Dec 19, 2022
A decade ago, The New York Times ran a moving
article about a professor whose son died from a drug
overdose. There's a lot to mull over in this article, including
issues of ADHD, drug use, and the nature of boys in school. But the
author Ted Gup reflects on a move in American psychiatry to include
some forms of grief as a form of mental illness (according to the
D.S.M.). In his article titled Diagnosis: Human, Gup
writes this insightful paragraph:
‘Ours is an age in which the airwaves and media are one large drug emporium that claims to fix everything from sleep to sex. I fear that being human is itself fast becoming a condition. It's as if we are trying to contain grief, and the absolute pain of a loss like mine. We have become increasingly … uncomfortable with the messiness of our own humanity, aging and, ultimately, mortality. Challenge and hardship have become pathologized and monetized. Instead of enhancing our coping skills, we undermine them and seek shortcuts where there are none.’
For the last few weeks in this sermon series, The Gift Exchange, we have focused on the feelings of worry and hurt. On Sunday we will talk about how God wants to help us with our emotion of grief. One of the unfortunate realities of our culture, as highlighted in Gup's article, is that "we have become increasingly uncomfortable with the messiness of our own humanity."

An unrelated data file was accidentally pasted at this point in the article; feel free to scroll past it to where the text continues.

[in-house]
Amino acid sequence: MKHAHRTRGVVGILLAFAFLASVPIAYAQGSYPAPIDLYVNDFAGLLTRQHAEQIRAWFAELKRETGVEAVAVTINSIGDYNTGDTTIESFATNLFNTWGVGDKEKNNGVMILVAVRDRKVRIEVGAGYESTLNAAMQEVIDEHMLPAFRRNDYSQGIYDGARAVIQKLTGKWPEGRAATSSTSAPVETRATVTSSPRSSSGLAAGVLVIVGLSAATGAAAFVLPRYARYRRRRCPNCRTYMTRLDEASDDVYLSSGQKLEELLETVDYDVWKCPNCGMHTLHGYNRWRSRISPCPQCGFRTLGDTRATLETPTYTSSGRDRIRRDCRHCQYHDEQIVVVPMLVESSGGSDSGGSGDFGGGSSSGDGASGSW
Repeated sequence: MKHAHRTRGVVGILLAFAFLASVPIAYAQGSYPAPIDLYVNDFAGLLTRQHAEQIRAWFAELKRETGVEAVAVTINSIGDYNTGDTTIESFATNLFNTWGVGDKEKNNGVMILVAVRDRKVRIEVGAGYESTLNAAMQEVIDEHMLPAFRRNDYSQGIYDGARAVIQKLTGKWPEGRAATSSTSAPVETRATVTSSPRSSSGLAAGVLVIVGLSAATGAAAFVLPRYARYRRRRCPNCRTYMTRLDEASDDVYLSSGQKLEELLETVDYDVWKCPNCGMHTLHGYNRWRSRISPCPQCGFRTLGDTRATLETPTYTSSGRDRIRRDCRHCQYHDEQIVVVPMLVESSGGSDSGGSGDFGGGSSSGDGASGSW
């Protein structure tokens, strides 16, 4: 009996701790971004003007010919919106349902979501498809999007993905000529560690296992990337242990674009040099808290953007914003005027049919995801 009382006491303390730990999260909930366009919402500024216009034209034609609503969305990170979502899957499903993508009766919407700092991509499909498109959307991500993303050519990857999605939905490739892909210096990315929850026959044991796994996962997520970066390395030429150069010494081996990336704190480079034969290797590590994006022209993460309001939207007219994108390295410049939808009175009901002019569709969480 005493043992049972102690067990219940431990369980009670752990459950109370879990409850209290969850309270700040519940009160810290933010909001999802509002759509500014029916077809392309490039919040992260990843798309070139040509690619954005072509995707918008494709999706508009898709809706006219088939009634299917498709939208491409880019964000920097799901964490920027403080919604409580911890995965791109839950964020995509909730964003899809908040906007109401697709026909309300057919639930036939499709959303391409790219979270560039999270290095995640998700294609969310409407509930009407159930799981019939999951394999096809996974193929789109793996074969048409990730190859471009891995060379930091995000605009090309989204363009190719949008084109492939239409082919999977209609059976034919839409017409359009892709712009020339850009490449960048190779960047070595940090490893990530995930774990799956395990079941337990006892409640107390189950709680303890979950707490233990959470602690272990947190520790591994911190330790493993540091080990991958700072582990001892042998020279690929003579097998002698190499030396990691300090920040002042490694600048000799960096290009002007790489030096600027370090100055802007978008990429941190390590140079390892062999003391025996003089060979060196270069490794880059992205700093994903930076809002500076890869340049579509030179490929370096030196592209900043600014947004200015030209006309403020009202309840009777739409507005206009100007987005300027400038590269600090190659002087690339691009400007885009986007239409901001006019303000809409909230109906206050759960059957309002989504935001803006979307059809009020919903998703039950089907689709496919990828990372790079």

Feelings, emotions are a real part of being human. God literally created us with these emotions, in fact the Bible describes God as likewise expressing these same emotions. The problem is that avoiding or ignoring them has caused many people, maybe even you, to seek out unhealthy, even harmful ways of dealing with hurts, worry, and grief. So what is the solution?
Is it possible that the one who created us has healthy and helpful ways of not only coping with our grief and hurt...but also supply healing and restoration?
Scripture is full of real people, just like you and me who have
dealt with emotions like worry, hurt and grief. Take David for
example. He dealt with the deaths of his best friend, his mentor, a
son, and a child just to name a few. He's very open about his hurt
and grief, but listen to what he he does with his grief:
David took his emotion and grief and presented it to God (Hear me, Lord), and in return God provided him with joy. On Sunday, we will unpack more of Psalm 30 and discover how we can give our grief to God in exchange for his gift of joy.
If you want to learn more, please give a listen to the conclusion of The Gift Exchange.